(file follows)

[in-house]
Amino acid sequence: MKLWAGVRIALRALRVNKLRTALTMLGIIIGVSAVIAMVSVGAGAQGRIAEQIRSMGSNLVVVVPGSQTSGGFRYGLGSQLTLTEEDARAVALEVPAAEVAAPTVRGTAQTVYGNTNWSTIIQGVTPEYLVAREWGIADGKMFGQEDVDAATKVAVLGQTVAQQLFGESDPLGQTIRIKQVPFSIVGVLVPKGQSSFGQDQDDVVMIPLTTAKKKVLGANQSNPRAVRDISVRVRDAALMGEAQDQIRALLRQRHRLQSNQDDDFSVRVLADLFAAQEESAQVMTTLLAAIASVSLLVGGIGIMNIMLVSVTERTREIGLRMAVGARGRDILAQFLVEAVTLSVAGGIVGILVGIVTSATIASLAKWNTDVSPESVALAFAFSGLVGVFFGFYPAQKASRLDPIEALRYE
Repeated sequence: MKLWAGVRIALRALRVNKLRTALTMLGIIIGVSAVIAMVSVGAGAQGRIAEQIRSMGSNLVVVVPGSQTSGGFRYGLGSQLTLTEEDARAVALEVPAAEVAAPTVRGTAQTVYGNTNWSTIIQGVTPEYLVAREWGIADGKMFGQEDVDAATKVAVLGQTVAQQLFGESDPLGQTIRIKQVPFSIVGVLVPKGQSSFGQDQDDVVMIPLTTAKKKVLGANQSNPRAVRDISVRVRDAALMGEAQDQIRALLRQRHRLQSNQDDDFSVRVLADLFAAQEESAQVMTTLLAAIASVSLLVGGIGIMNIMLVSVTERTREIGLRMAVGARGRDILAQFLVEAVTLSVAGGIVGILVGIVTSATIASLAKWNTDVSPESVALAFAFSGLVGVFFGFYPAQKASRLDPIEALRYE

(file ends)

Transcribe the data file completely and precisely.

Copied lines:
[in-house]
Amino acid sequence: MKLWAGVRIALRALRVNKLRTALTMLGIIIGVSAVIAMVSVGAGAQGRIAEQIRSMGSNLVVVVPGSQTSGGFRYGLGSQLTLTEEDARAVALEVPAAEVAAPTVRGTAQTVYGNTNWSTIIQGVTPEYLVAREWGIADGKMFGQEDVDAATKVAVLGQTVAQQLFGESDPLGQTIRIKQVPFSIVGVLVPKGQSSFGQDQDDVVMIPLTTAKKKVLGANQSNPRAVRDISVRVRDAALMGEAQDQIRALLRQRHRLQSNQDDDFSVRVLADLFAAQEESAQVMTTLLAAIASVSLLVGGIGIMNIMLVSVTERTREIGLRMAVGARGRDILAQFLVEAVTLSVAGGIVGILVGIVTSATIASLAKWNTDVSPESVALAFAFSGLVGVFFGFYPAQKASRLDPIEALRYE
Repeated sequence: MKLWAGVRIALRALRVNKLRTALTMLGIIIGVSAVIAMVSVGAGAQGRIAEQIRSMGSNLVVVVPGSQTSGGFRYGLGSQLTLTEEDARAVALEVPAAEVAAPTVRGTAQTVYGNTNWSTIIQGVTPEYLVAREWGIADGKMFGQEDVDAATKVAVLGQTVAQQLFGESDPLGQTIRIKQVPFSIVGVLVPKGQSSFGQDQDDVVMIPLTTAKKKVLGANQSNPRAVRDISVRVRDAALMGEAQDQIRALLRQRHRLQSNQDDDFSVRVLADLFAAQEESAQVMTTLLAAIASVSLLVGGIGIMNIMLVSVTERTREIGLRMAVGARGRDILAQFLVEAVTLSVAGGIVGILVGIVTSATIASLAKWNTDVSPESVALAFAFSGLVGVFFGFYPAQKASRLDPIEALRYE